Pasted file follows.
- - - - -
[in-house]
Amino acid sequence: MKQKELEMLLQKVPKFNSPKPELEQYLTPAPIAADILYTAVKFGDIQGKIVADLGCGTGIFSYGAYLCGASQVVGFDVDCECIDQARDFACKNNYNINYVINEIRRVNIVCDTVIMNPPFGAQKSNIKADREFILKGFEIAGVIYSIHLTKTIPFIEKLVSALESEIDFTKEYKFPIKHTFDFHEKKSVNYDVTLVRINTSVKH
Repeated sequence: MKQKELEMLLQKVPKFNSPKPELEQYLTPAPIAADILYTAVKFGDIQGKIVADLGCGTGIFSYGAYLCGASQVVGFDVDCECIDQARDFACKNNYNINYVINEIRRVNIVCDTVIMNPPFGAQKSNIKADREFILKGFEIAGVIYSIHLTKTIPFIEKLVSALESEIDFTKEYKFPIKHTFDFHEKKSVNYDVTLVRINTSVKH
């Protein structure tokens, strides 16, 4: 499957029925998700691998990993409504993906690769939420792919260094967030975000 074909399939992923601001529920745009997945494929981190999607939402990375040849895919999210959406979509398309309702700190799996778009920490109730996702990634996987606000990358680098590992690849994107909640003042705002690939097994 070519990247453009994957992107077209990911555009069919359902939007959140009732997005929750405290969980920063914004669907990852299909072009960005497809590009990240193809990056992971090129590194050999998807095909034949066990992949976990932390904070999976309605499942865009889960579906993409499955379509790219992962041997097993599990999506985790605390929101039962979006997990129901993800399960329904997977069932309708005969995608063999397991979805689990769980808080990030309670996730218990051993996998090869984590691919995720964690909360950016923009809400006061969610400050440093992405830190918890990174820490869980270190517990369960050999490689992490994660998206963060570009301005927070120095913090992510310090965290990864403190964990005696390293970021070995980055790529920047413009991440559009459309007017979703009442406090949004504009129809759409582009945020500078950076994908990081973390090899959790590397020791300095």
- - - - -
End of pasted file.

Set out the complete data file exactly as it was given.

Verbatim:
[in-house]
Amino acid sequence: MKQKELEMLLQKVPKFNSPKPELEQYLTPAPIAADILYTAVKFGDIQGKIVADLGCGTGIFSYGAYLCGASQVVGFDVDCECIDQARDFACKNNYNINYVINEIRRVNIVCDTVIMNPPFGAQKSNIKADREFILKGFEIAGVIYSIHLTKTIPFIEKLVSALESEIDFTKEYKFPIKHTFDFHEKKSVNYDVTLVRINTSVKH
Repeated sequence: MKQKELEMLLQKVPKFNSPKPELEQYLTPAPIAADILYTAVKFGDIQGKIVADLGCGTGIFSYGAYLCGASQVVGFDVDCECIDQARDFACKNNYNINYVINEIRRVNIVCDTVIMNPPFGAQKSNIKADREFILKGFEIAGVIYSIHLTKTIPFIEKLVSALESEIDFTKEYKFPIKHTFDFHEKKSVNYDVTLVRINTSVKH
């Protein structure tokens, strides 16, 4: 499957029925998700691998990993409504993906690769939420792919260094967030975000 074909399939992923601001529920745009997945494929981190999607939402990375040849895919999210959406979509398309309702700190799996778009920490109730996702990634996987606000990358680098590992690849994107909640003042705002690939097994 070519990247453009994957992107077209990911555009069919359902939007959140009732997005929750405290969980920063914004669907990852299909072009960005497809590009990240193809990056992971090129590194050999998807095909034949066990992949976990932390904070999976309605499942865009889960579906993409499955379509790219992962041997097993599990999506985790605390929101039962979006997990129901993800399960329904997977069932309708005969995608063999397991979805689990769980808080990030309670996730218990051993996998090869984590691919995720964690909360950016923009809400006061969610400050440093992405830190918890990174820490869980270190517990369960050999490689992490994660998206963060570009301005927070120095913090992510310090965290990864403190964990005696390293970021070995980055790529920047413009991440559009459309007017979703009442406090949004504009129809759409582009945020500078950076994908990081973390090899959790590397020791300095």